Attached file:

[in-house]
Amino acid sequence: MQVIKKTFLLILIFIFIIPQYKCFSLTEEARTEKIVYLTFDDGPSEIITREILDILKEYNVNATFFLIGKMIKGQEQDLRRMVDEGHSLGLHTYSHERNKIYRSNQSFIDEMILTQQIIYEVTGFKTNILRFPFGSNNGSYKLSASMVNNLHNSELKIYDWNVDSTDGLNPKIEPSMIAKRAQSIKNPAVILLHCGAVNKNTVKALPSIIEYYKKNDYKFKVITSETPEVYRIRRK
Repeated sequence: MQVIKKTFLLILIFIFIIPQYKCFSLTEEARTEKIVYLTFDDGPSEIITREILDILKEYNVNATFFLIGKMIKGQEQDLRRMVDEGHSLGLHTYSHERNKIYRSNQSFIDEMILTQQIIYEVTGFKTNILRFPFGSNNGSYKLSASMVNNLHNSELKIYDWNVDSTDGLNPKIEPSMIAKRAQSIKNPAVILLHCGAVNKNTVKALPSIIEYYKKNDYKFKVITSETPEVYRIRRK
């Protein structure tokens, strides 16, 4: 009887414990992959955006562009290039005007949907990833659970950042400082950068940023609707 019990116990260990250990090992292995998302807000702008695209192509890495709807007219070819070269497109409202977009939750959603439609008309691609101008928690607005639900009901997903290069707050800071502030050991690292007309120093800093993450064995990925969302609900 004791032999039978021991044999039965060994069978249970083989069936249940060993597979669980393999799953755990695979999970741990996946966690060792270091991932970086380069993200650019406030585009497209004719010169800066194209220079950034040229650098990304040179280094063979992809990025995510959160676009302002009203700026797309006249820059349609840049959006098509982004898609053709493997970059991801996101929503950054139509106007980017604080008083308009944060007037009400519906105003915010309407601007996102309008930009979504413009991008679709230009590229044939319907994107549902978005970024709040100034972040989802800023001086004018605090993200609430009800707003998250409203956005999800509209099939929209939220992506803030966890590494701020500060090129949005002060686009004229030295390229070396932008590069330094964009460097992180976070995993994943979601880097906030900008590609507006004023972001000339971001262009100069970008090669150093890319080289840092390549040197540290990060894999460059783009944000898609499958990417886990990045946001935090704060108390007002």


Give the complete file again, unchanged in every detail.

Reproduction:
[in-house]
Amino acid sequence: MQVIKKTFLLILIFIFIIPQYKCFSLTEEARTEKIVYLTFDDGPSEIITREILDILKEYNVNATFFLIGKMIKGQEQDLRRMVDEGHSLGLHTYSHERNKIYRSNQSFIDEMILTQQIIYEVTGFKTNILRFPFGSNNGSYKLSASMVNNLHNSELKIYDWNVDSTDGLNPKIEPSMIAKRAQSIKNPAVILLHCGAVNKNTVKALPSIIEYYKKNDYKFKVITSETPEVYRIRRK
Repeated sequence: MQVIKKTFLLILIFIFIIPQYKCFSLTEEARTEKIVYLTFDDGPSEIITREILDILKEYNVNATFFLIGKMIKGQEQDLRRMVDEGHSLGLHTYSHERNKIYRSNQSFIDEMILTQQIIYEVTGFKTNILRFPFGSNNGSYKLSASMVNNLHNSELKIYDWNVDSTDGLNPKIEPSMIAKRAQSIKNPAVILLHCGAVNKNTVKALPSIIEYYKKNDYKFKVITSETPEVYRIRRK
């Protein structure tokens, strides 16, 4: 009887414990992959955006562009290039005007949907990833659970950042400082950068940023609707 019990116990260990250990090992292995998302807000702008695209192509890495709807007219070819070269497109409202977009939750959603439609008309691609101008928690607005639900009901997903290069707050800071502030050991690292007309120093800093993450064995990925969302609900 004791032999039978021991044999039965060994069978249970083989069936249940060993597979669980393999799953755990695979999970741990996946966690060792270091991932970086380069993200650019406030585009497209004719010169800066194209220079950034040229650098990304040179280094063979992809990025995510959160676009302002009203700026797309006249820059349609840049959006098509982004898609053709493997970059991801996101929503950054139509106007980017604080008083308009944060007037009400519906105003915010309407601007996102309008930009979504413009991008679709230009590229044939319907994107549902978005970024709040100034972040989802800023001086004018605090993200609430009800707003998250409203956005999800509209099939929209939220992506803030966890590494701020500060090129949005002060686009004229030295390229070396932008590069330094964009460097992180976070995993994943979601880097906030900008590609507006004023972001000339971001262009100069970008090669150093890319080289840092390549040197540290990060894999460059783009944000898609499958990417886990990045946001935090704060108390007002």